As the dour pair of philosophers, Max Horkheimer and Theodor Adorno, once observed, in their Dialectic of Enlightenment, "the culture industry perpetually cheats its consumers of what it perpetually promises…all it actually confirms is that the real point will never be reached, that the diner must be satisfied by the menu." While reckoning the promise of the Enlightenment with the horrors of the Second World War, it is safe to say that, in some spiritual sense, Messrs. Horkheimer and Adorno have seen the horrors of a music festival lineup. While the rest of the world was busy celebrating the possibilities of the other sex in the movie theater, the music festival remained a safe space for old men and Governors Ball was no exception: Flume or Chance the Rapper! Phoenix or Donald Glover! Wiz Khalifa or Tool! The possibilities were endless.

But another choice loomed over festival goers this year. "Panorama just had such a chill vibe," one mattress-salesman told me while passing me joint. "It was so much better organized," confirmed a South African journalist who had been to them all. This was the first Governors Ball to occur right alongside the specter of potentially better choices. Even the sponsored graphics on the jumbotrons seemed to agree: ads for the Meadows Music & Arts Festival ran at all hours. Like Gov Ball, the event is run by Live Nation but transpires in a parking lot in Queens instead of an island in the middle of the Harlem River. At times, I wondered if the wi-fi would be better there. Or if I'd rather catch Jay-Z instead of Wiz Khalifa. Like a dating app constantly reminding you that you could, in the words of one band on Sunday's lineup, be having it so much better, a fear of being somewhere else hung like the clouds that threatened a repeat of last year's canceled festivities.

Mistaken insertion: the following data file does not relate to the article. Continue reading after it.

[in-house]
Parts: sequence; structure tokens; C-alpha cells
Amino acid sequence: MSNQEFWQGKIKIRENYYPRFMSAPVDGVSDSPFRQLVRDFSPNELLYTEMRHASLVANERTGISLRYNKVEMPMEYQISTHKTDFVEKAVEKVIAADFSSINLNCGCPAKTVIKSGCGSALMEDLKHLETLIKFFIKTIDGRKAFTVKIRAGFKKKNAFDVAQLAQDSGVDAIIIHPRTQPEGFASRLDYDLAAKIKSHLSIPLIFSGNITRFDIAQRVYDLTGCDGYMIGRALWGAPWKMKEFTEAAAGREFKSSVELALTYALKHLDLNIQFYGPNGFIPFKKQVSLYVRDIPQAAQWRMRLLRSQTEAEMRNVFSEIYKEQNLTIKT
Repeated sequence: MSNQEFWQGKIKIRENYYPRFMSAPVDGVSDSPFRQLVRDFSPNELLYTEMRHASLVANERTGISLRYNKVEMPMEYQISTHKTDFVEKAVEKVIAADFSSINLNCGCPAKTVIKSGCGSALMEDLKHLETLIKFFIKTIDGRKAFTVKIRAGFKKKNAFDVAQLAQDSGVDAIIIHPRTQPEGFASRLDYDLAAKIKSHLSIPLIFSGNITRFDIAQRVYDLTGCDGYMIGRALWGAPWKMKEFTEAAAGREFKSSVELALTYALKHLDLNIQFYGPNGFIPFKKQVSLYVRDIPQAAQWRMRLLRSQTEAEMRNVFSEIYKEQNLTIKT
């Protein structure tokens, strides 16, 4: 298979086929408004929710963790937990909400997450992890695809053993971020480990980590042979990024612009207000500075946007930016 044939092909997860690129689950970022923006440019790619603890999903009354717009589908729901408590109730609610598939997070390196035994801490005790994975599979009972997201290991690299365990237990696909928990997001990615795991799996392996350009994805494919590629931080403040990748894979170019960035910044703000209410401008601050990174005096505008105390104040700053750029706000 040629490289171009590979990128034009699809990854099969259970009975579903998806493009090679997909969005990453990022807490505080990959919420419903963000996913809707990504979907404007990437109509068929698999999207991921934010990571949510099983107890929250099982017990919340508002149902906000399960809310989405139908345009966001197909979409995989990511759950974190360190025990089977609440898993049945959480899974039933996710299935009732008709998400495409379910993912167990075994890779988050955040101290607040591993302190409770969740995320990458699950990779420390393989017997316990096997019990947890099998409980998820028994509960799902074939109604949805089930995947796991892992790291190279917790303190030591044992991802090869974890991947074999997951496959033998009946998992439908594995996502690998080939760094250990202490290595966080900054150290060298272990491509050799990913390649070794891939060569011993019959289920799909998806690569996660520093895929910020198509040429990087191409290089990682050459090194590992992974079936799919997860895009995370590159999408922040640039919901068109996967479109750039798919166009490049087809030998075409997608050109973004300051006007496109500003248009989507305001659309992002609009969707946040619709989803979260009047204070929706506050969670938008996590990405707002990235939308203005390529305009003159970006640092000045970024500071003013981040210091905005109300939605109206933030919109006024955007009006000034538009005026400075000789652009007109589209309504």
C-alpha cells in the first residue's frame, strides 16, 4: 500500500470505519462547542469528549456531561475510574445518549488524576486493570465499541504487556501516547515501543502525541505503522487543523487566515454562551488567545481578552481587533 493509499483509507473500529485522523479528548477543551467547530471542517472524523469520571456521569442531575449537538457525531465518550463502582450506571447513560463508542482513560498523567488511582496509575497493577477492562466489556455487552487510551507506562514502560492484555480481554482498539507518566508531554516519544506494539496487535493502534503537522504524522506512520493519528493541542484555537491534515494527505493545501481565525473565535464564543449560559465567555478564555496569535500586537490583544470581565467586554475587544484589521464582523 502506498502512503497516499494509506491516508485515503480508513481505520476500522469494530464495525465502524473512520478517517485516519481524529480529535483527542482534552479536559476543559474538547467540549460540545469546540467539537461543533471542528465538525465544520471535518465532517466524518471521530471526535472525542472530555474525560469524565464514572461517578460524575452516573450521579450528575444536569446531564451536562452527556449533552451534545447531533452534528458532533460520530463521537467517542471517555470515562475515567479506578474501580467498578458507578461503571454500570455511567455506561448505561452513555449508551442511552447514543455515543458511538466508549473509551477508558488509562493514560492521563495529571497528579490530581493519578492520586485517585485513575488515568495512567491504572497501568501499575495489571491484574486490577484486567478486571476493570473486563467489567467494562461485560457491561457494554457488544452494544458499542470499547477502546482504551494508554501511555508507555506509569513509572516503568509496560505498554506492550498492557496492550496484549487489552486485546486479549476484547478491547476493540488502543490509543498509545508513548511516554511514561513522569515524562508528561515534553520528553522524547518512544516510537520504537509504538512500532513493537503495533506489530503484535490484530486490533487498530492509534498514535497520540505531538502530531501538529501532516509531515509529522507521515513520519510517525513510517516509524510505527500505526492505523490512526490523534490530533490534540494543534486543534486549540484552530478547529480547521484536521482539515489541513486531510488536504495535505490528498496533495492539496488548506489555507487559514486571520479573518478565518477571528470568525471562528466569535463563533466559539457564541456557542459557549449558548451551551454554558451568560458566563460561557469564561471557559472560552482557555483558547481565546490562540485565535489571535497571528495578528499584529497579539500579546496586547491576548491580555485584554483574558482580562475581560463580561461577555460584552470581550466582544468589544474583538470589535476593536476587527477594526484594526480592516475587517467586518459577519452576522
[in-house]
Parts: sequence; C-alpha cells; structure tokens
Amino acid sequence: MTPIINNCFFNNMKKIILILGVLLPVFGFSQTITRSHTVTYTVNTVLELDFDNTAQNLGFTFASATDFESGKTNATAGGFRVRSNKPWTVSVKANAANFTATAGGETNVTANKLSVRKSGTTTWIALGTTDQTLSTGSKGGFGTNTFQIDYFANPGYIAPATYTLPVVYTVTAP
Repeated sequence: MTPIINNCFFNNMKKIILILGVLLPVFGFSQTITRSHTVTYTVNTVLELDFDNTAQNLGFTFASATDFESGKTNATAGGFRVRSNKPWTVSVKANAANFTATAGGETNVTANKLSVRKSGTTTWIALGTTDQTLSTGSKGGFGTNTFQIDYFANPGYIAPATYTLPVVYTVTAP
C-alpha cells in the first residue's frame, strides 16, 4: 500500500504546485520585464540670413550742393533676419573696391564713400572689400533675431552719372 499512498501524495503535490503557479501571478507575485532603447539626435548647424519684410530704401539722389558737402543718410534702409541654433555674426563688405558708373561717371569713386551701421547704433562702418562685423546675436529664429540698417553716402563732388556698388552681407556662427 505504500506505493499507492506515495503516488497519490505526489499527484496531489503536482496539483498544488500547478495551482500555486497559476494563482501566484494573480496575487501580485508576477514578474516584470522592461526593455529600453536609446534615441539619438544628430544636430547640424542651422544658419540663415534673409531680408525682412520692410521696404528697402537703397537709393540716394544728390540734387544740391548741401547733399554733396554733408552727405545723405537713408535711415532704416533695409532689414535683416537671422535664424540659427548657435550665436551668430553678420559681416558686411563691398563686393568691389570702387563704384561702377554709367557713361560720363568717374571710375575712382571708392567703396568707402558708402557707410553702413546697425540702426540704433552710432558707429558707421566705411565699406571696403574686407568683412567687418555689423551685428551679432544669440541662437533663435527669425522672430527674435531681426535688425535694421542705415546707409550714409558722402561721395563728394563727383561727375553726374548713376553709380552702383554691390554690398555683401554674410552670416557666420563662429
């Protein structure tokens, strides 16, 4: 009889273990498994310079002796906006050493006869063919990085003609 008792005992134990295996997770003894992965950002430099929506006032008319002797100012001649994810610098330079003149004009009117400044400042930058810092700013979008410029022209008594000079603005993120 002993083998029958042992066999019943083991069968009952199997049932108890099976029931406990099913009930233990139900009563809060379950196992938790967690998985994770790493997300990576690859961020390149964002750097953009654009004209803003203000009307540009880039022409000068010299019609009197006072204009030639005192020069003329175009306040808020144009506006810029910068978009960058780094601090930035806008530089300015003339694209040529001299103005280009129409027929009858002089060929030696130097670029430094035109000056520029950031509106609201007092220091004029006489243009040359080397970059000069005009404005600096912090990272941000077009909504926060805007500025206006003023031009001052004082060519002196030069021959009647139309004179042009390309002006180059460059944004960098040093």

Would better bathrooms really exist at next month's Panorama Music Festival?(Andrew Karpan)

Also absent this year's proceedings was Kanye West, the centerpiece of both New York festivals that Live Nation ran last year. His first appearance was canceled because of fears of a lighting storm that never ended up happening and the second had been cut short when Kim Kardashian was robbed at gunpoint in Paris.

For this reason, perhaps, the festival programmers had elevated Chicago's other famous rapper, Chance, to Kanye-like prominence. Lines were set up, as they had been last year, for Chance-only merchandise and, when the time came, Lil Chano From 79th rolled on stage in his retro-hip motorcycle and begun a communal singalong to "Mixtape," the track from Coloring Book that celebrated his accomplishments in the world of releasing mixtapes. In a sense, this is framed as an accomplishment of the American Dream's individualist fantasia; "How can they call themselves bosses/when they got so many bosses," Chance asks of his peers. But the presence of the absent Mr. West could still be felt, Chance performed a set of three songs from West's The Life of Pablo--concluding with"Ultralight Beam," the track where Chance was the first voice heard when millions tuned into West's record for the first time last year.

Chance, interestingly, wasn't the only act covering "Ultralight Beam" this weekend. Two days later, the LA's Local Natives performed their cover of the song, originally released last December in a singles series for the streaming giant, Spotify. Turning Kanye's gospel choir into a Beach Boys-esque exercise in harmonics striped the song of some of its church session power but, accordingly, makes it into something more likely to be played at a Target.